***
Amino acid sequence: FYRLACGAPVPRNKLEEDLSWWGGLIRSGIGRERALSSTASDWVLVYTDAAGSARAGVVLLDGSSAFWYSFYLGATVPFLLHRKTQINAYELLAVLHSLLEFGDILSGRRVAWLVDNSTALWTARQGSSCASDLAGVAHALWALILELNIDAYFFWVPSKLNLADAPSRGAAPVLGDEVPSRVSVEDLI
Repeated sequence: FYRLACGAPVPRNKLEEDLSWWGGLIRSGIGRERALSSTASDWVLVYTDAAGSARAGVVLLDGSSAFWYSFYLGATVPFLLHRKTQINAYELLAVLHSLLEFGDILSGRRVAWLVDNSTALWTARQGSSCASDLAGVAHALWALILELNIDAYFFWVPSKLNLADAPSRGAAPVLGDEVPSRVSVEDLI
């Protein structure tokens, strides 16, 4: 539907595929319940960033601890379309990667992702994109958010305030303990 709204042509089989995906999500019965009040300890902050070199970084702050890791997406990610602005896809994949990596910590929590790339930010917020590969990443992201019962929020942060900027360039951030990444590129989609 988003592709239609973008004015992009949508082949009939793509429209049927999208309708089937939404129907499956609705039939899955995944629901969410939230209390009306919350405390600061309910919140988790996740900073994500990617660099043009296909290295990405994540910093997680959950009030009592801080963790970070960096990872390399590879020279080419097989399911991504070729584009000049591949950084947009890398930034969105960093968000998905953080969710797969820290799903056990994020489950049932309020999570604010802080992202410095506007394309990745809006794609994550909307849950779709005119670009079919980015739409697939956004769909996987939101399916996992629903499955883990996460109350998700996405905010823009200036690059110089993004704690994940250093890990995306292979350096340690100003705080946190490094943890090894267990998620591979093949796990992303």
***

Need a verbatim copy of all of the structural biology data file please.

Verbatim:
Amino acid sequence: FYRLACGAPVPRNKLEEDLSWWGGLIRSGIGRERALSSTASDWVLVYTDAAGSARAGVVLLDGSSAFWYSFYLGATVPFLLHRKTQINAYELLAVLHSLLEFGDILSGRRVAWLVDNSTALWTARQGSSCASDLAGVAHALWALILELNIDAYFFWVPSKLNLADAPSRGAAPVLGDEVPSRVSVEDLI
Repeated sequence: FYRLACGAPVPRNKLEEDLSWWGGLIRSGIGRERALSSTASDWVLVYTDAAGSARAGVVLLDGSSAFWYSFYLGATVPFLLHRKTQINAYELLAVLHSLLEFGDILSGRRVAWLVDNSTALWTARQGSSCASDLAGVAHALWALILELNIDAYFFWVPSKLNLADAPSRGAAPVLGDEVPSRVSVEDLI
């Protein structure tokens, strides 16, 4: 539907595929319940960033601890379309990667992702994109958010305030303990 709204042509089989995906999500019965009040300890902050070199970084702050890791997406990610602005896809994949990596910590929590790339930010917020590969990443992201019962929020942060900027360039951030990444590129989609 988003592709239609973008004015992009949508082949009939793509429209049927999208309708089937939404129907499956609705039939899955995944629901969410939230209390009306919350405390600061309910919140988790996740900073994500990617660099043009296909290295990405994540910093997680959950009030009592801080963790970070960096990872390399590879020279080419097989399911991504070729584009000049591949950084947009890398930034969105960093968000998905953080969710797969820290799903056990994020489950049932309020999570604010802080992202410095506007394309990745809006794609994550909307849950779709005119670009079919980015739409697939956004769909996987939101399916996992629903499955883990996460109350998700996405905010823009200036690059110089993004704690994940250093890990995306292979350096340690100003705080946190490094943890090894267990998620591979093949796990992303």